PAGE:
Keeping Doctors Honest In ERISA

It would be very helpful and save much time if there were a court rule requiring a doctor examining a claimant for an insurance company to submit a simple form setting forth the doctor's testimonial history and relationship with the insurance company along with any medical report filed in the case.

To be fair, a claimant's doctor should be required to file the same form so that if the claimant's doctor is a ''testifier" for plaintiffs, the court should also be made aware of that.

A recent case in New York Supreme Court, Bermejo v. Amsterdam & 76th Associates, New York Supreme Court (Queens County, Index No. 23985/09), brought to a head the pervasive and unfair buying of medical testimony by insurance companies when fighting disability claims. It is a practice which has become almost institutionalized by most disability carriers.

Although the Queens case was not an ERISA dispute, it clearly illustrates what ERISA lawyers see every day in their practice. Doctors beholden to insurance companies for their living, “fairly” evaluating an insured’s claim medical condition without ever seeing the claimant!

Some smart businesspeople have formed supposedly “independent” medical services to provide insurers with medical reports in their ongoing war with policyholders in disability, life and long term care disputes. These services hire a stable of physicians to work for them so the doctors can deny any direct relationship with the insurance company.

But, doctors know that if their medical reports don’t favor the insurance company, their employing medical service wouldn't last long with the carrier and the doctor would soon be out of a job and an income.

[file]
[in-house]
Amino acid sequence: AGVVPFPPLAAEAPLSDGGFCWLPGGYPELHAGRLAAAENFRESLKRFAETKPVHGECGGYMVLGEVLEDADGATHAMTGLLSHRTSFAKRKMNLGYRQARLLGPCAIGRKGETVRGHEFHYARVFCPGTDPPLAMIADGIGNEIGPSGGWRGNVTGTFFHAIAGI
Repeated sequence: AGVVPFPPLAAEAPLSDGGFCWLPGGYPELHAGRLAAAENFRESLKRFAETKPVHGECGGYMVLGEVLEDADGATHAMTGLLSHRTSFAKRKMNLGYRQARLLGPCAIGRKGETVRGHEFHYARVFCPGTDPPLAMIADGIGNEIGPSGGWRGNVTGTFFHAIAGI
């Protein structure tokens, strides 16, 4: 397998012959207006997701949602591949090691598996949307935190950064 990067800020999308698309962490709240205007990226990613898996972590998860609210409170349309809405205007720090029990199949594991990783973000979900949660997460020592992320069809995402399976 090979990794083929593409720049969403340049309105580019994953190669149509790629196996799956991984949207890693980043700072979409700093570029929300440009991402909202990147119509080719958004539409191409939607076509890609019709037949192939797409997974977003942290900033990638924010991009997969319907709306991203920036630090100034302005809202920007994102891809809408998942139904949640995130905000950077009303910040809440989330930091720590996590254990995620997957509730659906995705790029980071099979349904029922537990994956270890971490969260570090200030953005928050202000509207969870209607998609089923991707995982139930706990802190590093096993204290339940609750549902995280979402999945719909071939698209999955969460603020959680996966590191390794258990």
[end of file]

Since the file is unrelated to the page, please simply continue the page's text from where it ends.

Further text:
The first defense of a claim by an insurer is to deny, deny, deny in the hope that the claimant will be frustrated and disgusted and just go away.

Their very next major defense is a network of doctors or medical services who appear preprogrammed to reject of minimize all but the most obvious debilitating medical conditions. This is especially true in ERISA cases where a court, is required by law to give deference to the finding of the plan administrator, usually an insurance company, when there is a dispute.

So, why shouldn't a physician offering evidence in an insurance company claim set out their relationships with parties in the case by telling the court their testimonial history right upfront? This is particularly true in ERISA cases where there is ordinarily no live testimony either by deposition or before the court (therefore, no cross-examination), all evidence being on the record of documents submitted to the ERISA plan administrator.

If a trier of fact knows that a doctor earns all or most of his or her income from writing reports for insurers or claimants, the court could legitimately take that fact into account while weighing the value of each side’s medical reports, which should result in more accurate, truthful, just results.

Isn’t this what courts are supposed to be striving to attain? There must be some other method of evaluating credibility and independence of medical testimony where no cross-examination of medical witnesses is allowed.

Since, MetLife v. Glenn, 128 S. Ct.2343 (2008), courts have spent a lot of time and effort on arguments over discovery in ERISA cases, particularly concerning the relationship between the insurance company and the physicians providing evidence in support of claim denials.

Wouldn’t it be more equitable to all parties to have each provide the relationship information with the medical reports, thus saving time, effort and legal fees for all while providing background information important to a court in deciding the validity of medical reports?

Anybody have any better ideas?
 

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